Voice-activated exhibits include “Where Do Words Come From,” a 22-foot-tall talking word wall, an acoustically-sealed room where visitors use a teleprompter to deliver their own versions of historic speeches and a karaoke lounge.

Planet Word calls itself the world’s first voice-activated museum, with 10 immersive learning galleries. (Courtesy DuHon Photography/Long Story Short Media)
Planet Word calls itself the world’s first voice-activated museum, with 10 immersive learning galleries. (Courtesy DuHon Photography/Long Story Short Media)

Courtesy DuHon Photography/Long

Planet Word calls itself the world’s first voice-activated museum, with 10 immersive learning galleries. (Courtesy DuHon Photography/Long Story Short Media)
Planet Word calls itself the world’s first voice-activated museum, with 10 immersive learning galleries. (Courtesy DuHon Photography/Long Story Short Media)

Courtesy DuHon Photography/Long

Voice-activated exhibits include “Where Do Words Come From,” a 22-foot-tall talking word wall, an acoustically-sealed room where visitors use a teleprompter to deliver their own versions of historic speeches and a karaoke lounge. (Courtesy DuHon Photography/Long Story Short Media)
Voice-activated exhibits include “Where Do Words Come From,” a 22-foot-tall talking word wall, an acoustically-sealed room where visitors use a teleprompter to deliver their own versions of historic speeches and a karaoke lounge. (Courtesy DuHon Photography/Long Story Short Media)

Courtesy DuHon Photography/Long

Voice-activated exhibits include “Where Do Words Come From,” a 22-foot-tall talking word wall, an acoustically-sealed room where visitors use a teleprompter to deliver their own versions of historic speeches and a karaoke lounge. (Courtesy DuHon Photography/Long Story Short Media)
Voice-activated exhibits include “Where Do Words Come From,” a 22-foot-tall talking word wall, an acoustically-sealed room where visitors use a teleprompter to deliver their own versions of historic speeches and a karaoke lounge. (Courtesy DuHon Photography/Long Story Short Media)

Courtesy DuHon Photography/Long

The new museum is located in the historic former Franklin School building at 13th and K streets in Northwest D.C. (Courtesy DuHon Photography/Long Story Short Media)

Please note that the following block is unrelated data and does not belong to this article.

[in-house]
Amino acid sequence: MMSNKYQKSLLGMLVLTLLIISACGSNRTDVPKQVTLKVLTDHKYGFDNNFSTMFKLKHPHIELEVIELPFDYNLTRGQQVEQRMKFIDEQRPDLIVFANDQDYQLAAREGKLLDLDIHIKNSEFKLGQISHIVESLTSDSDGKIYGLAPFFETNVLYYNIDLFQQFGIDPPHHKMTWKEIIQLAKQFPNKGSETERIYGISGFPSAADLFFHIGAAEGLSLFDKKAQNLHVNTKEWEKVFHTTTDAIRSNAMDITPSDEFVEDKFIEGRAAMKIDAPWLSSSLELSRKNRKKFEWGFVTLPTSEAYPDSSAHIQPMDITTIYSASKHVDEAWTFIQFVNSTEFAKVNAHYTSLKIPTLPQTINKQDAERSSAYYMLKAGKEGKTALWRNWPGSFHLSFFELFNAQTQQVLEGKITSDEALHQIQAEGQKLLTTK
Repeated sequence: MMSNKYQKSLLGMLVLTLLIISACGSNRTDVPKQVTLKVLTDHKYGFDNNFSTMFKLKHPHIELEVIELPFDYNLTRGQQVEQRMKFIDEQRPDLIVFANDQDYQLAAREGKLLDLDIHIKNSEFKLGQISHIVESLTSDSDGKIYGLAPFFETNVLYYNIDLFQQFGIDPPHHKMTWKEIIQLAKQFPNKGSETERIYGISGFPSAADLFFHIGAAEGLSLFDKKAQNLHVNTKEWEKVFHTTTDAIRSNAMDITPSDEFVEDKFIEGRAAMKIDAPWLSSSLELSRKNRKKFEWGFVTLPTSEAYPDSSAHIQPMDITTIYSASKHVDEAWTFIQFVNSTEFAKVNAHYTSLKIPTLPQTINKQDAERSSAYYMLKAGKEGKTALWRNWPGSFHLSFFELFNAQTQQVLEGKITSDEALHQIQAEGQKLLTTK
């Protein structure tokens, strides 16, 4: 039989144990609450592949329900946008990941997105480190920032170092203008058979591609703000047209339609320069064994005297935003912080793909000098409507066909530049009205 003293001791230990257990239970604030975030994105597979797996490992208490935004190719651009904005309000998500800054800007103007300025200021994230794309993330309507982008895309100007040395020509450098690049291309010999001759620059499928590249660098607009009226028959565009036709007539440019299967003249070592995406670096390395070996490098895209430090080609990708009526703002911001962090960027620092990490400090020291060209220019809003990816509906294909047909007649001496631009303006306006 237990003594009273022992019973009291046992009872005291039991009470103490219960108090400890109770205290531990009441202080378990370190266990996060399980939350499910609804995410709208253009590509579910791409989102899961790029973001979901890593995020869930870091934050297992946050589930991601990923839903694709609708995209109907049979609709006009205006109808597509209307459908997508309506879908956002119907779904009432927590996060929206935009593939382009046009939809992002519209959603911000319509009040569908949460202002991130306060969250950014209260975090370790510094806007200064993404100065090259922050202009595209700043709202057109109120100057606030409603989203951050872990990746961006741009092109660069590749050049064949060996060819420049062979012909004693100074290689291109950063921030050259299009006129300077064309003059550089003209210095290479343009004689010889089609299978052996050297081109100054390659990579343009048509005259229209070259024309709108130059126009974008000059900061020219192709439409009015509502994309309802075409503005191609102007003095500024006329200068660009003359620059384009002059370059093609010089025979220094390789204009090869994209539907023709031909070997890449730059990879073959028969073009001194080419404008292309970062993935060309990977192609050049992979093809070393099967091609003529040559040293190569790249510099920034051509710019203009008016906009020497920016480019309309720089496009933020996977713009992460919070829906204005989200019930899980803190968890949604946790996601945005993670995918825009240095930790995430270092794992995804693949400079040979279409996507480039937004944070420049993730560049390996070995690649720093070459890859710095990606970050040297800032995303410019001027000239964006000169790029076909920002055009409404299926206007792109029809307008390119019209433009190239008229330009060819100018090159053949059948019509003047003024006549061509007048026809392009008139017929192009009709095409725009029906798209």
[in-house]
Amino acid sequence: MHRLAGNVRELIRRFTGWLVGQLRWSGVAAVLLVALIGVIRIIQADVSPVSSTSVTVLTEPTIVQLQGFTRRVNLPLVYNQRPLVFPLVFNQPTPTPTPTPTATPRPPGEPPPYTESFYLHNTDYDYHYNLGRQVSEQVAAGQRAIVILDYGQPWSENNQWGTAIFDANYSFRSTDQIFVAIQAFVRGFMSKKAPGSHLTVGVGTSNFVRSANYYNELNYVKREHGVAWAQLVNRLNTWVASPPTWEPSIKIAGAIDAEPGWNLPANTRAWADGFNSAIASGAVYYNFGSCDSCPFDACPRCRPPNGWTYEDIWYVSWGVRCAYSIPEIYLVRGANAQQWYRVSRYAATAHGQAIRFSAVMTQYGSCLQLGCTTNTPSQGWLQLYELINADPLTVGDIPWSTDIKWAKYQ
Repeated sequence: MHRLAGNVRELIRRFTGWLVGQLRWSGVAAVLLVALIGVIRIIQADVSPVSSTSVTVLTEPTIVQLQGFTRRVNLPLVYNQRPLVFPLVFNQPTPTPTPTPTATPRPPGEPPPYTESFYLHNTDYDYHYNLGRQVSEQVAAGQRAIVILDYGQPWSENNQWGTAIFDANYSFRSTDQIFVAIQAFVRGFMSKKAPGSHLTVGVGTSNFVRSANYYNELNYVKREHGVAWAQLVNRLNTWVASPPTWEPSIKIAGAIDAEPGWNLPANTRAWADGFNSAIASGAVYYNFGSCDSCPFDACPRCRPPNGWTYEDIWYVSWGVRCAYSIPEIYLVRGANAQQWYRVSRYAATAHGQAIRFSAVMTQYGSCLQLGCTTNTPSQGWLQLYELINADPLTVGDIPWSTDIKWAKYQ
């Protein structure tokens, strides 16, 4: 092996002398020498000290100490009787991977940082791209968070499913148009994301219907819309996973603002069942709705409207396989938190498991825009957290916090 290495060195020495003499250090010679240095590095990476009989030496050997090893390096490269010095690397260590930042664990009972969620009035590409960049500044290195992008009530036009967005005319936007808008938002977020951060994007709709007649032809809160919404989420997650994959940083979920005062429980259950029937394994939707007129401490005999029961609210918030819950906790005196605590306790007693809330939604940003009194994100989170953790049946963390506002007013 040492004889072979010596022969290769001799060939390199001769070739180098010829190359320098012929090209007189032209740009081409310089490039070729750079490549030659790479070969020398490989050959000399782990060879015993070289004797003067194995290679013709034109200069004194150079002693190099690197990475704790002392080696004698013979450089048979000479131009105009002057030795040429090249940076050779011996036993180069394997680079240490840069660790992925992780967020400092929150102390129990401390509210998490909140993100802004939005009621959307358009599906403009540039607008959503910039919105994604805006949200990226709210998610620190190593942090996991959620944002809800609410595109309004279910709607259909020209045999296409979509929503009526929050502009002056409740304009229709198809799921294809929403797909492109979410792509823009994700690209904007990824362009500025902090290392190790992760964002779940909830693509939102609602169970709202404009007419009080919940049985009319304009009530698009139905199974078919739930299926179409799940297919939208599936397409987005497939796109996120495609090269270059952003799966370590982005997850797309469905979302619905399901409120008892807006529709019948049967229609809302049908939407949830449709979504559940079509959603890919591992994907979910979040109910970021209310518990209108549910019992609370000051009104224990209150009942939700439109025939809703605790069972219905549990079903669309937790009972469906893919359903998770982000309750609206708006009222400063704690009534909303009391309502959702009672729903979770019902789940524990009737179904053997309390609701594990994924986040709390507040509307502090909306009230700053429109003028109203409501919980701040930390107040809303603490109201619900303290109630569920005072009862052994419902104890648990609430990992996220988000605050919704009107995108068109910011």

The new museum is located in the historic former Franklin School building at 13th and K streets in Northwest D.C. (Courtesy DuHon Photography/Long Story Short Media)

Courtesy DuHon Photography/Long

A new museum dedicated to language, Planet Word, opened this week in the historic former Franklin School building at 13th and K streets in Northwest D.C.

Admission is free, although under Phase Two of the District’s pandemic reopening requirements, capacity is limited, and a donation is recommended.

Timed entry pass reservations are available online.

Planet Word calls itself the world’s first voice-activated museum, with 10 immersive learning galleries, which use technology in ways the museum says reimagine the modern museum experience.

Voice-activated exhibits include “Where Do Words Come From,” a 22-foot-tall talking word wall, an acoustically-sealed room where visitors use a teleprompter to deliver their own versions of historic speeches and a karaoke lounge.

In other galleries, visitors can create an advertising campaign, and converse with native speakers of both widely spoken and endangered languages.

In the courtyard entrance, there is a sculpture called the Speaking Willow, which resembles a weeping willow tree and plays voice recordings from hundreds of different languages.

“Democracy depends on literate citizens. I hope that Planet World can provide a forum for civil discourse and a place where our community, in all of its vibrant diversity, can gather to share the word that bridge the differences and forge…

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